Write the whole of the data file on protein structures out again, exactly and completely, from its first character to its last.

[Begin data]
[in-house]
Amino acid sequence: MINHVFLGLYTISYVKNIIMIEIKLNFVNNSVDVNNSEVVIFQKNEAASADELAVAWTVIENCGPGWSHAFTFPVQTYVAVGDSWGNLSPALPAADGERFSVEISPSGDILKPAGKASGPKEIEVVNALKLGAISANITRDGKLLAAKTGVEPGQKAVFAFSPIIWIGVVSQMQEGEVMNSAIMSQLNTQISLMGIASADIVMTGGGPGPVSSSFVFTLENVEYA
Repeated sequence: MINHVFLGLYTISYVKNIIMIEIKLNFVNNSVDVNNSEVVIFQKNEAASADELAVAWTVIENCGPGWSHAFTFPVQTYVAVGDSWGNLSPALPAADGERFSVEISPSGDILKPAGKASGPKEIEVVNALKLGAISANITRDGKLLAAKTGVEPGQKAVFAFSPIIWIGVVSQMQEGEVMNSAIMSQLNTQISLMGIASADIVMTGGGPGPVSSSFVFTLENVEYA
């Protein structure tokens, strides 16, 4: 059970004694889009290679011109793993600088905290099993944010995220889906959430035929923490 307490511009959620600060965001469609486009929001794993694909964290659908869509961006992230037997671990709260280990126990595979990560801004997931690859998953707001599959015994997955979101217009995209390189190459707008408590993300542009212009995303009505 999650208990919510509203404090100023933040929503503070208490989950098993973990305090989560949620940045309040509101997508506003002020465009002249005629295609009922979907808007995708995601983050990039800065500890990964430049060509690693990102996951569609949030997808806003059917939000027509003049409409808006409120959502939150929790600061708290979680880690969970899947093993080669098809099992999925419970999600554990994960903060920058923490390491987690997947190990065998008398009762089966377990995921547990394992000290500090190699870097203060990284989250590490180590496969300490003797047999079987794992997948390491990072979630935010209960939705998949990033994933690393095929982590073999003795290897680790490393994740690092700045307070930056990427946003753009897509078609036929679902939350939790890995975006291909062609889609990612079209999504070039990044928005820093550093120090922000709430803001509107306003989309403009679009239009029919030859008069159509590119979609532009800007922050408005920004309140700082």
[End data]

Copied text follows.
[in-house]
Amino acid sequence: MINHVFLGLYTISYVKNIIMIEIKLNFVNNSVDVNNSEVVIFQKNEAASADELAVAWTVIENCGPGWSHAFTFPVQTYVAVGDSWGNLSPALPAADGERFSVEISPSGDILKPAGKASGPKEIEVVNALKLGAISANITRDGKLLAAKTGVEPGQKAVFAFSPIIWIGVVSQMQEGEVMNSAIMSQLNTQISLMGIASADIVMTGGGPGPVSSSFVFTLENVEYA
Repeated sequence: MINHVFLGLYTISYVKNIIMIEIKLNFVNNSVDVNNSEVVIFQKNEAASADELAVAWTVIENCGPGWSHAFTFPVQTYVAVGDSWGNLSPALPAADGERFSVEISPSGDILKPAGKASGPKEIEVVNALKLGAISANITRDGKLLAAKTGVEPGQKAVFAFSPIIWIGVVSQMQEGEVMNSAIMSQLNTQISLMGIASADIVMTGGGPGPVSSSFVFTLENVEYA
């Protein structure tokens, strides 16, 4: 059970004694889009290679011109793993600088905290099993944010995220889906959430035929923490 307490511009959620600060965001469609486009929001794993694909964290659908869509961006992230037997671990709260280990126990595979990560801004997931690859998953707001599959015994997955979101217009995209390189190459707008408590993300542009212009995303009505 999650208990919510509203404090100023933040929503503070208490989950098993973990305090989560949620940045309040509101997508506003002020465009002249005629295609009922979907808007995708995601983050990039800065500890990964430049060509690693990102996951569609949030997808806003059917939000027509003049409409808006409120959502939150929790600061708290979680880690969970899947093993080669098809099992999925419970999600554990994960903060920058923490390491987690997947190990065998008398009762089966377990995921547990394992000290500090190699870097203060990284989250590490180590496969300490003797047999079987794992997948390491990072979630935010209960939705998949990033994933690393095929982590073999003795290897680790490393994740690092700045307070930056990427946003753009897509078609036929679902939350939790890995975006291909062609889609990612079209999504070039990044928005820093550093120090922000709430803001509107306003989309403009679009239009029919030859008069159509590119979609532009800007922050408005920004309140700082």